EUGENE—Washington State University alum Jeshua Anderson (left/photo by Paul Merca) finished third in the second semi of the men’s 400 hurdles, to advance to Sunday’s final on a very wet Friday at the United States Olympic Track & Field Trials at Hayward Field on the University of Oregon campus.
Running in the second heat that included Anderson’s long time college rival Johnny Dutch, and the two time world champion Kerron Clement, Anderson ran a solid 49.84, with Dutch winning in 49.20, and the veteran Clement second in 49.28.
“The rain was crazy today but I worked nine months in it out in Seattle, so I’m just excited to get a day off, and I’m really good at recovering, so look forward to the race on Sunday,” he said.
“It’s a blessing. Really driven me a lot this year. This whole year, being able to come back and my coach, Mark Macdonald gave me a lot of confidence. I know I’ve put in the work, and I’m gonna definitely show it on Sunday.”
University of Washington alum Izaic Yorks looked impressive in winning his semi-final heat of the men’s 1500 Friday at the US Olympic Track & Field Trials, as he advanced to the finals on Sunday.
While his time wasn’t the fastest of the day, the Lakewood native changed things up on a rainy Friday afternoon at Hayward Field on the campus of the University of Oregon, as the notorious front runner demonstrated that he can run from the back if necessary.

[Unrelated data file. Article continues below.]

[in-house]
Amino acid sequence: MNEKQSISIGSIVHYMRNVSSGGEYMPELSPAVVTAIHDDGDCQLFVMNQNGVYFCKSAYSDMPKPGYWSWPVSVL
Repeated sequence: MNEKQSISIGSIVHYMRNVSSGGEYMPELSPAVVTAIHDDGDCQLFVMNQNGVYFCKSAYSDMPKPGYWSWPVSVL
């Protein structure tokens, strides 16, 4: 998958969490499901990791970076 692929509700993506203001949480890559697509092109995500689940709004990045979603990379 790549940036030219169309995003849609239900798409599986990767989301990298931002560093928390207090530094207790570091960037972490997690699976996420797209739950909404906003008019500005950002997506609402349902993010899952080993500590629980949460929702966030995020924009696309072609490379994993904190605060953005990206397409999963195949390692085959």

Yorks ran 3:47.67 to win the first of two semi-finals, finishing with a 53.39 last 400, while letting the others do the work.
In the mixed zone afterwards, he said, “I really like that round, got to play with some tactics and the rain is treating me really nice. I got out and closed that last lap hard, letting everyone know that I’m not just a leader from the gun. I can play both games. I’m hoping the other heat goes faster. The time we ran wasn’t that fast. I would like to see most of the time qualifiers come from that heat."
In the second heat, which, as Yorks predicted, was significantly faster, Auburn/Riverside alum Jordan McNamara advanced to the final, after originally being announced as disqualified for impeding a runner. McNamara ran 3:45.01 to finish seventh, while Dorian Ulrey of the Brooks Beasts was tenth in that heat in 3:46.61, and did not advance.
In an event that was clearly affected by the rain, only one height cleared was needed to advance to Sunday’s finals. Dakarai Hightower from Tacoma, the reigning Northwest community college champion from Eugene’s Lane CC, was one of 14 high jumpers that cleared the unusually low height of 7-0.25 (2.14m), while Washington State’s Thane Pierson, and University HS/Spokane’s Noah Martin failed to clear the bar.
In he women’s 1500 semis, Camas’ Alexa Efraimson finished third in the first heat, running 4:10.49. Also in that heat, Gabe Grunewald of the Brooks Beasts was sixth to advance to Sunday’s finals as a time qualifier in 4:11.86.
Looking ahead to Saturday’s action, Kara Winger, who was the top qualifier in the javelin on Thursday, goes for her third US Olympic team berth. She’s one of three Americans (Brittany Borman and Maggie Malone) who own the Olympic standard of 62 meters (203-5).
Bernard Lagat will attempt to make his third US Olympic team at 5000 meters, after dropping out of last week’s 10000 finals. Also in the field are Garrett Heath and Riley Masters of the Brooks Beasts, as they look to make their first team.
The complete list of athletes with Washington ties competing Saturday is below:
At the European Championships in Amsterdam, the Netherlands, former Husky Ingvill Måkestad Bovin qualified for Sunday’s finals in the women’s 1500 Friday, running 4:11.54 to take sixth in her heat.
The 2012 Norwegian Olympian, who has battled a series of injuries, is looking to run the Olympic standard of 4:07.00 or faster in order to be selected for Norway’s team.